“This is really reasonably priced for students and they should take full advantage of it,” Pierre said. The Class Pass is open to all students, not just commuters. Pierre said it can be especially convenient for freshmen, who usually don’t have cars on campus. Pierre conducted a survey of 134 APU students to gauge interest in the Class Pass. According to the survey, 29 percent of respondents said it would help them get to and from school every day; 83 percent said it would allow them to conveniently access LA and Pasadena for recreational use; 41 percent said it would allow them to get to their job or internship every day.

Pierre aims to make it easier for commuters to succeed at APU. “My goal is to constantly provide resources and opportunities so commuters feel like they’re seen and heard. We want to meet their needs and create an environment where all our students can thrive academically and feel supported.”

Students can sign up for their free Class Pass in the fall in the Cougar Dome. The pass is a sticker that goes on the Student ID. With the pass, students can travel to more than 25 cities around Southern California, including: Azusa, Glendora, Covina, West Covina, San Dimas, Pasadena, Los Angeles, Pomona, Hacienda Heights, Whittier, Claremont and Brea.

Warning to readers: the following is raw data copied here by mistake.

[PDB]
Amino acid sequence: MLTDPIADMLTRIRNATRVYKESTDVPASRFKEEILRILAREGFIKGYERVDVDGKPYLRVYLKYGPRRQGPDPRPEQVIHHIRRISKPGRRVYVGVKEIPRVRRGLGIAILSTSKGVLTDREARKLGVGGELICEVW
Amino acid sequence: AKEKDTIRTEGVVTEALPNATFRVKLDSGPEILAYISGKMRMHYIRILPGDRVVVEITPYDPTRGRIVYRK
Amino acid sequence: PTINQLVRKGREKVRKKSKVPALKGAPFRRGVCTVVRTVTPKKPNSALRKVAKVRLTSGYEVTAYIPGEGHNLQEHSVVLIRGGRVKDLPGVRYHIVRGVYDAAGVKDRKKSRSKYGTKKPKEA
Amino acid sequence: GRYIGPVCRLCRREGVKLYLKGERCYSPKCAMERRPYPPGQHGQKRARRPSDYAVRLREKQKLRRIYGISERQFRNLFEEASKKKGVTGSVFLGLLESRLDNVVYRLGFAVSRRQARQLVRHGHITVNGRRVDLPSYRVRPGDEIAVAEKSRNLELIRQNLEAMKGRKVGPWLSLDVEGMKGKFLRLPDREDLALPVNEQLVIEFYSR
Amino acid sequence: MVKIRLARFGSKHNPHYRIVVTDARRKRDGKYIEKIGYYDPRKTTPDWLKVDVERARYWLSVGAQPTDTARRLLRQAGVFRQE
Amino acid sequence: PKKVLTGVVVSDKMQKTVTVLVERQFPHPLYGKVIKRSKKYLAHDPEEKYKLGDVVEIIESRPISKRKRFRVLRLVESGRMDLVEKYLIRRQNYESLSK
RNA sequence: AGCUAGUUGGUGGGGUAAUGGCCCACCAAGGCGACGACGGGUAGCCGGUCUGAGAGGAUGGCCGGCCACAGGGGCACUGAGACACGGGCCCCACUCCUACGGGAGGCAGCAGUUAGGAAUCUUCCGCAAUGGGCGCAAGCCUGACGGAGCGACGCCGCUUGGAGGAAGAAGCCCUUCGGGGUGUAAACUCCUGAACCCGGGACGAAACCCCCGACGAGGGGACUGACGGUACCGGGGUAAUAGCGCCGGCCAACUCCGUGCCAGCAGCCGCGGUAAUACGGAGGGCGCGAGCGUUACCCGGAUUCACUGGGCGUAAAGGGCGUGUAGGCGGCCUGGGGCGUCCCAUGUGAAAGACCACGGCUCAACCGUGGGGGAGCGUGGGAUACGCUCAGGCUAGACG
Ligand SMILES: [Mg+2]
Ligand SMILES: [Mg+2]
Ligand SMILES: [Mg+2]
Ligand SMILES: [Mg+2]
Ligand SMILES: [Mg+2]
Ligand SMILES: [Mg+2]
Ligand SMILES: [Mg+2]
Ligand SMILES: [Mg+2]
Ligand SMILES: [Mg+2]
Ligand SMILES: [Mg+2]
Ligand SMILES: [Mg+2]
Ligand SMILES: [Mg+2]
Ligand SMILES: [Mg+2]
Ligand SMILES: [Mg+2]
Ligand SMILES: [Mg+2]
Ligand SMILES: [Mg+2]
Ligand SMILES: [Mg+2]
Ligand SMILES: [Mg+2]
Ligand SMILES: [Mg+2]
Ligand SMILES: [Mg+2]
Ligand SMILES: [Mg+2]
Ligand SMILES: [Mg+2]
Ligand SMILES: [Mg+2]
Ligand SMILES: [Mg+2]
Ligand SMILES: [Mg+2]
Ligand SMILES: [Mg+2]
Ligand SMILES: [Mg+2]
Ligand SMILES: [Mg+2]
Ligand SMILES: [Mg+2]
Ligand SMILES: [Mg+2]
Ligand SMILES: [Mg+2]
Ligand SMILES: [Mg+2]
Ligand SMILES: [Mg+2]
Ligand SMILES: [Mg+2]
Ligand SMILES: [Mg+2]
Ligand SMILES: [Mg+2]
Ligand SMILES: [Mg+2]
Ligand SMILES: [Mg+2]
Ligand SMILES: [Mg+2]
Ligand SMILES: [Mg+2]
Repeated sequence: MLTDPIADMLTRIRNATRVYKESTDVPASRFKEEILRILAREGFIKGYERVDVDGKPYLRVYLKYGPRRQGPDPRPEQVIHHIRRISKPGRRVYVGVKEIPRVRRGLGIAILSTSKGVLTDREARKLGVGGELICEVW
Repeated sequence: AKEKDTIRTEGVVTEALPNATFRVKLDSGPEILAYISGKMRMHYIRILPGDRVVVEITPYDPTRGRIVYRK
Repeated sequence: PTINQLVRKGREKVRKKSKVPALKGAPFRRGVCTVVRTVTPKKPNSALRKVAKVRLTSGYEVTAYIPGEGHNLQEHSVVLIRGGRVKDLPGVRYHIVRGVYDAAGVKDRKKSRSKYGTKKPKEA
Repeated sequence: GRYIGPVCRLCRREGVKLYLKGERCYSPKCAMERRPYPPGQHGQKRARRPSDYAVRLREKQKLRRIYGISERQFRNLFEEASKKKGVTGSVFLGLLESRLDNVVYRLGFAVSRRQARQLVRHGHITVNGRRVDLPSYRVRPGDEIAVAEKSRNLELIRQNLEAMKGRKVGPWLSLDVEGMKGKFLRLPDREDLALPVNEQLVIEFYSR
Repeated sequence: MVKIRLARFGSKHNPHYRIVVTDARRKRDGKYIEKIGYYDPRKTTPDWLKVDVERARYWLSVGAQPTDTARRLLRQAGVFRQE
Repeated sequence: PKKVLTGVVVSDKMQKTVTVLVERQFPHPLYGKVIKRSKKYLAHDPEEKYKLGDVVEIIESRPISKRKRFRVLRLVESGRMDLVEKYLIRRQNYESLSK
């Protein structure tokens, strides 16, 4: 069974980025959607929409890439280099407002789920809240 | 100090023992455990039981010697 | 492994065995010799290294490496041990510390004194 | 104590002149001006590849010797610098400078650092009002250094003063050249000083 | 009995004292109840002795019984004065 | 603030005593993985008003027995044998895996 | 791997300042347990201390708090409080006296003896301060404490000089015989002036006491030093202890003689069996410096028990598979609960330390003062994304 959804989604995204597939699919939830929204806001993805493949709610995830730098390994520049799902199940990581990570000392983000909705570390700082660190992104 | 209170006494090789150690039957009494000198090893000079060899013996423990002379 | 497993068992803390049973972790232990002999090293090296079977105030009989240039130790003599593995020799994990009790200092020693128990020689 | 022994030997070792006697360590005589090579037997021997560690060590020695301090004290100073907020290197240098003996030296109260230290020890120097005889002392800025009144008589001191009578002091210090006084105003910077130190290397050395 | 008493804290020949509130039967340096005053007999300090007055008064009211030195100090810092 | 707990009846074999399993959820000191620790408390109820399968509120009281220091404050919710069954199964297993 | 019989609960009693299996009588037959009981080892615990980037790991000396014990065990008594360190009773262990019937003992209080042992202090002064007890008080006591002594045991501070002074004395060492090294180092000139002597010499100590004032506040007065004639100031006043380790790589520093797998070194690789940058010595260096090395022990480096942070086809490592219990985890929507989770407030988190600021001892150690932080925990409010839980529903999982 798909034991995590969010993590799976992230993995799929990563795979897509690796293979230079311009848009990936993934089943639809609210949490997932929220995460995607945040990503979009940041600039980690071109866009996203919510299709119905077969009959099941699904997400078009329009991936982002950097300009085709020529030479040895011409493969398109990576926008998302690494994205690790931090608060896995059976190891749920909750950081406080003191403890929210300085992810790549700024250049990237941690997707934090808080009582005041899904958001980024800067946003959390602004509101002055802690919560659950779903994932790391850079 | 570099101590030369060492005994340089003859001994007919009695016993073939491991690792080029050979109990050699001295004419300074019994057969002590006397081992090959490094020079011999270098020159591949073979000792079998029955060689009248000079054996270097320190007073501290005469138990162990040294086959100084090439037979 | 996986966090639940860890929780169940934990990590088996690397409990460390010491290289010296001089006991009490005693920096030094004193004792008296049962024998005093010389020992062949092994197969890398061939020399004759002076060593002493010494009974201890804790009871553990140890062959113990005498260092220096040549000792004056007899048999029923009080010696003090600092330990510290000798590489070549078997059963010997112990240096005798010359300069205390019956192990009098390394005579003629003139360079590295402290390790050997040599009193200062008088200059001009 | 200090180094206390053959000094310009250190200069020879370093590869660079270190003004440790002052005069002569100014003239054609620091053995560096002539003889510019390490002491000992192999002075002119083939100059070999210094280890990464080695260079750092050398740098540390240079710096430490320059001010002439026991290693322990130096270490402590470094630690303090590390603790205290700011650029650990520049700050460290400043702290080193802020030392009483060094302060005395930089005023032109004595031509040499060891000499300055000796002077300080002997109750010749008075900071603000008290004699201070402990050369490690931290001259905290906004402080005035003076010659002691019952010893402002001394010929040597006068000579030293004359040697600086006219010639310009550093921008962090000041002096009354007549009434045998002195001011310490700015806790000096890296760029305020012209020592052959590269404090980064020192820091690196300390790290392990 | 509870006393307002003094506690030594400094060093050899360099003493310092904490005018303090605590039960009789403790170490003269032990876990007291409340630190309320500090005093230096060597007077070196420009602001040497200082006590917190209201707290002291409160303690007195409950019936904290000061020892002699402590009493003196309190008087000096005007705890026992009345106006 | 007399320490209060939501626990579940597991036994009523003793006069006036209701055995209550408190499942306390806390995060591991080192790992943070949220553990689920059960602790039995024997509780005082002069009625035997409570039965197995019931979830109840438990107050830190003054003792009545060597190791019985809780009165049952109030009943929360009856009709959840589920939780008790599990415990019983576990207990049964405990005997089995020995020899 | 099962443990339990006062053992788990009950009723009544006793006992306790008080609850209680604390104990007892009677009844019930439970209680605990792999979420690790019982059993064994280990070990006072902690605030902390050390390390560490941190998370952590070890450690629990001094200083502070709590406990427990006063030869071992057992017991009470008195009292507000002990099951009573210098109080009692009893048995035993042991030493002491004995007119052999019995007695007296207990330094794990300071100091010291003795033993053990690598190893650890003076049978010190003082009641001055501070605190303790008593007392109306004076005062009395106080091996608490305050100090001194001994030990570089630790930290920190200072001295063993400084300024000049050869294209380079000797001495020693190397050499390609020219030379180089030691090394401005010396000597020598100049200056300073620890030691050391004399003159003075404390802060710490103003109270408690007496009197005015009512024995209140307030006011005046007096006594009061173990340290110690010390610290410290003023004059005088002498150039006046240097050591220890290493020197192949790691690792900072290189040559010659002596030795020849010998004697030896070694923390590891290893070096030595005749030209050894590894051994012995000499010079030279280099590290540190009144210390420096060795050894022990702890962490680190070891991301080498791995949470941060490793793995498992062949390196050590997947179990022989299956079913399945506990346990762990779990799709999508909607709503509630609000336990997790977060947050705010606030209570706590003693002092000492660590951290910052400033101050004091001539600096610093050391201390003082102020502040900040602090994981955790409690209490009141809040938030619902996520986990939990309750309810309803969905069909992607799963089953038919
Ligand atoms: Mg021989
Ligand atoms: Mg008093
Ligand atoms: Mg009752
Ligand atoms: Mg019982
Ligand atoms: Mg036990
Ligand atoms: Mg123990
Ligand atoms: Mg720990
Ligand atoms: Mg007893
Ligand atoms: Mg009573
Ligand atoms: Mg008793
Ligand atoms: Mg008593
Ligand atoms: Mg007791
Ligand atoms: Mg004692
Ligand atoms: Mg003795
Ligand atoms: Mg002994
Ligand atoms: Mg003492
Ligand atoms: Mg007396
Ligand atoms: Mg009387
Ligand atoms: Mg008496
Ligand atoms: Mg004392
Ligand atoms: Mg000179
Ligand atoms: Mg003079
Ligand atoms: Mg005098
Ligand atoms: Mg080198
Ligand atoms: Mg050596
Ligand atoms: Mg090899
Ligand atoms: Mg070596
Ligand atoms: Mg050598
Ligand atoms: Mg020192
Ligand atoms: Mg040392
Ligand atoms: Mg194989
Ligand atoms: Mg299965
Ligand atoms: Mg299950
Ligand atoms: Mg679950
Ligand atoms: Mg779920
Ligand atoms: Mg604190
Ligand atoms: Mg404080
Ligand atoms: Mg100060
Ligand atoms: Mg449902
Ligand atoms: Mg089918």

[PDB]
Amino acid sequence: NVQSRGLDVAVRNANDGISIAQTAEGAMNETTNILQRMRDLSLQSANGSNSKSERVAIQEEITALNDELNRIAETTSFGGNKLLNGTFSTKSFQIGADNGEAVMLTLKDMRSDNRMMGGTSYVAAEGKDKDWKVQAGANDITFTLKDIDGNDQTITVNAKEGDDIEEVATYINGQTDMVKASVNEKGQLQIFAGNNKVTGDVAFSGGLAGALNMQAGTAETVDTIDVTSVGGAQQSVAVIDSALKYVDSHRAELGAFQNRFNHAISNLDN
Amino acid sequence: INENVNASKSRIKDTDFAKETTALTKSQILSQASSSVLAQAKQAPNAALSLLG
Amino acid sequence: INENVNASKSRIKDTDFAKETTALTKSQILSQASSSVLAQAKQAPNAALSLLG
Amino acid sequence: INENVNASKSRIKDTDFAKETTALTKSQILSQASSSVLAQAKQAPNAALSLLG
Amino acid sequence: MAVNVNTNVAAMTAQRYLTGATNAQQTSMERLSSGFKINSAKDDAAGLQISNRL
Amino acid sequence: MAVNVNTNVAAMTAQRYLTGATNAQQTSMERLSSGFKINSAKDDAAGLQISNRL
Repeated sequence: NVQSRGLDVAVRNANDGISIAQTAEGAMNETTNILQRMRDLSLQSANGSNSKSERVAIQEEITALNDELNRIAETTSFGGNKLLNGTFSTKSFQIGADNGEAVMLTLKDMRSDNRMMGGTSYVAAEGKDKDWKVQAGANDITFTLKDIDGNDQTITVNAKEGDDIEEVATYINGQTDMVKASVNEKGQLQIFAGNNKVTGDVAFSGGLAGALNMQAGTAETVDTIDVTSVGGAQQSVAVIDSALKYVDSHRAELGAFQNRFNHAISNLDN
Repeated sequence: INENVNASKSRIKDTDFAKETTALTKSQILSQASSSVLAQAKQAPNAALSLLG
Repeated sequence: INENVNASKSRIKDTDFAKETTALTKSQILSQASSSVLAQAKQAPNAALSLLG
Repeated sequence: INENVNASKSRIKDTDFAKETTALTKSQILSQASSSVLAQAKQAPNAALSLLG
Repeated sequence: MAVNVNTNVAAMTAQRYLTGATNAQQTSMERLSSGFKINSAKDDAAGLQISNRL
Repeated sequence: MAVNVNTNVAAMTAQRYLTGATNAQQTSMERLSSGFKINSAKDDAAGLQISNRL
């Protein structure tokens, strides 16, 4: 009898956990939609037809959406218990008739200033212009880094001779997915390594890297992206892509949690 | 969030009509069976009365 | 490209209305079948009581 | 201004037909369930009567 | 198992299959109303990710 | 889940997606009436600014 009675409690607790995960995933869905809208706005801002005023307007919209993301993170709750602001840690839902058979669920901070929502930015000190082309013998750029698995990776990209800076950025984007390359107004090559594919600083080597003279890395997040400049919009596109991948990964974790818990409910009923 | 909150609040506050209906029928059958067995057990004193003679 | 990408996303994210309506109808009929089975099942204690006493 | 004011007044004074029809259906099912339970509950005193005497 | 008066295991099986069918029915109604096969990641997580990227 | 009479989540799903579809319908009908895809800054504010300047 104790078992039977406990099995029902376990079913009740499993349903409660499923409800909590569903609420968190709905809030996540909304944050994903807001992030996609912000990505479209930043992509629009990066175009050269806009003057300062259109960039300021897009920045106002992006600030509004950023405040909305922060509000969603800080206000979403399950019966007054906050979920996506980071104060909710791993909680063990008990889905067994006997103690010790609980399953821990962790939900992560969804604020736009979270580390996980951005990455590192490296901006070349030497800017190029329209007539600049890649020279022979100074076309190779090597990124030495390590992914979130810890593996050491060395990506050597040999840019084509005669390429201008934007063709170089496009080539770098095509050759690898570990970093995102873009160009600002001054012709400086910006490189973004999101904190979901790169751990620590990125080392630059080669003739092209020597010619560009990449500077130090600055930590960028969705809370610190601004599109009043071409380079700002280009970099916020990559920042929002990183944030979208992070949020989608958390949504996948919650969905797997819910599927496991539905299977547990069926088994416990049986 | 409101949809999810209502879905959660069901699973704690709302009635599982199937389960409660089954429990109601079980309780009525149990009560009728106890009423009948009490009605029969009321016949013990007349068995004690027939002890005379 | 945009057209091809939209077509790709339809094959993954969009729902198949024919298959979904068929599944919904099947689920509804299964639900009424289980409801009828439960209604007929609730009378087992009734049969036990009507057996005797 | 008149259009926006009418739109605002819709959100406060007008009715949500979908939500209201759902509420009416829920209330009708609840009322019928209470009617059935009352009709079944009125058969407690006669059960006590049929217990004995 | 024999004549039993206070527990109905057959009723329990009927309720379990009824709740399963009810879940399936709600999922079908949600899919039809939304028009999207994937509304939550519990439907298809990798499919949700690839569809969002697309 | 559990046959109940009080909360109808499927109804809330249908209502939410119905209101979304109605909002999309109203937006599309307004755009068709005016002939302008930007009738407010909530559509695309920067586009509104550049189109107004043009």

APU Undergrad Wins Prestigious Microbiology Fellowship

This article was originally published on APU.edu.

Hannah Valencia ’20 sits in a lab room in the Segerstrom Science Center hunched over a flow cytometer, searching intently. She is getting paid to do something she loves—research. Valencia, a junior biology and honors humanities double major, was recently awarded a research fellowship from the American Society for Microbiology (ASM), enabling her to continue her research on “Determining the effects of Aspergillus sclerotiorum [a fungal species] on cell cycle progression in Drosophila[fruit fly] cells.” This prestigious fellowship provides Valencia with 10 weeks of funding over the summer. She will present her findings at the ASM Microbe conference next year in Chicago.

Valencia is the first APU student to receive this fellowship. She applied under the guidance of her principal investigator, Sarah Richart, Ph.D., professor in the Department of Biology and Chemistry. “This fellowship is very competitive. It’s a huge opportunity for Hannah. It speaks highly of her and of our department at APU,” Richart said. In addition to presenting at the conference next year, Valencia will attend an academy hosted by the ASM where she will learn about graduate schools and receive career advice from professionals in the industry.